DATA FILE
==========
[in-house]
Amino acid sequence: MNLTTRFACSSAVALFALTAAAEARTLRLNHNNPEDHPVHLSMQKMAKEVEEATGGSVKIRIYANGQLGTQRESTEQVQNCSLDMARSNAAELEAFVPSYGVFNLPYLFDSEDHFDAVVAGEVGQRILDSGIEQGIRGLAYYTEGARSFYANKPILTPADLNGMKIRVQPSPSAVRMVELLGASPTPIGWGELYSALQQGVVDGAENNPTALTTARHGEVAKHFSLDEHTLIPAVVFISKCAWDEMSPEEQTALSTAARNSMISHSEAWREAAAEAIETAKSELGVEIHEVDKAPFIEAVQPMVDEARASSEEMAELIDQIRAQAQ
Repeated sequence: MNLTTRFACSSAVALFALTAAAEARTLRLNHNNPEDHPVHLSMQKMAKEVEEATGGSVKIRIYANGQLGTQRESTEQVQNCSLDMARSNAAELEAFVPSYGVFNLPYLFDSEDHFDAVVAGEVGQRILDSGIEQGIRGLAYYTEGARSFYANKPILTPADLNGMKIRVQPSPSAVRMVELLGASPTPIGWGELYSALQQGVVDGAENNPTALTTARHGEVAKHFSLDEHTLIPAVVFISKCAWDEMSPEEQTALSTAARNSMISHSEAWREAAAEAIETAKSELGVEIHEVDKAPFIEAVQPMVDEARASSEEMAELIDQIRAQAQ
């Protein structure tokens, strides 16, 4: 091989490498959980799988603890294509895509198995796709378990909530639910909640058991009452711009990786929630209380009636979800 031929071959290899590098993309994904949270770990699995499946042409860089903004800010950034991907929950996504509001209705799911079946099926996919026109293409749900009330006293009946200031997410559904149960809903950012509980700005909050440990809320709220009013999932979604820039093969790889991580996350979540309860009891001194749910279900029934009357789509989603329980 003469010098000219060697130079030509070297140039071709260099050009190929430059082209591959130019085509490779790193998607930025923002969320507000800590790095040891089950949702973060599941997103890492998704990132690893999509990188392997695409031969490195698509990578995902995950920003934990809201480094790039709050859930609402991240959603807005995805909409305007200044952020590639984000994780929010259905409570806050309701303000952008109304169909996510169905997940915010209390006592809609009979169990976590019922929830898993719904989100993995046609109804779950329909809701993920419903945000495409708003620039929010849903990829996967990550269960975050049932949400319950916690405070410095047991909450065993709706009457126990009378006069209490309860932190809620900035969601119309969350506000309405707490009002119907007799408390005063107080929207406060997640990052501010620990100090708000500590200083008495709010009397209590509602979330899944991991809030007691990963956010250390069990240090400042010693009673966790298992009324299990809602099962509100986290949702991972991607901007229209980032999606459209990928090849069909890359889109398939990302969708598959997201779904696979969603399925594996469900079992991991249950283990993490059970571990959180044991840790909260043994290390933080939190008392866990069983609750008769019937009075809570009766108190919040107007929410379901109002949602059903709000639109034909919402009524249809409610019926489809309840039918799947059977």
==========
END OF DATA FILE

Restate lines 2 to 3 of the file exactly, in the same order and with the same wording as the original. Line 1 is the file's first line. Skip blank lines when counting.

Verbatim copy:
Amino acid sequence: MNLTTRFACSSAVALFALTAAAEARTLRLNHNNPEDHPVHLSMQKMAKEVEEATGGSVKIRIYANGQLGTQRESTEQVQNCSLDMARSNAAELEAFVPSYGVFNLPYLFDSEDHFDAVVAGEVGQRILDSGIEQGIRGLAYYTEGARSFYANKPILTPADLNGMKIRVQPSPSAVRMVELLGASPTPIGWGELYSALQQGVVDGAENNPTALTTARHGEVAKHFSLDEHTLIPAVVFISKCAWDEMSPEEQTALSTAARNSMISHSEAWREAAAEAIETAKSELGVEIHEVDKAPFIEAVQPMVDEARASSEEMAELIDQIRAQAQ
Repeated sequence: MNLTTRFACSSAVALFALTAAAEARTLRLNHNNPEDHPVHLSMQKMAKEVEEATGGSVKIRIYANGQLGTQRESTEQVQNCSLDMARSNAAELEAFVPSYGVFNLPYLFDSEDHFDAVVAGEVGQRILDSGIEQGIRGLAYYTEGARSFYANKPILTPADLNGMKIRVQPSPSAVRMVELLGASPTPIGWGELYSALQQGVVDGAENNPTALTTARHGEVAKHFSLDEHTLIPAVVFISKCAWDEMSPEEQTALSTAARNSMISHSEAWREAAAEAIETAKSELGVEIHEVDKAPFIEAVQPMVDEARASSEEMAELIDQIRAQAQ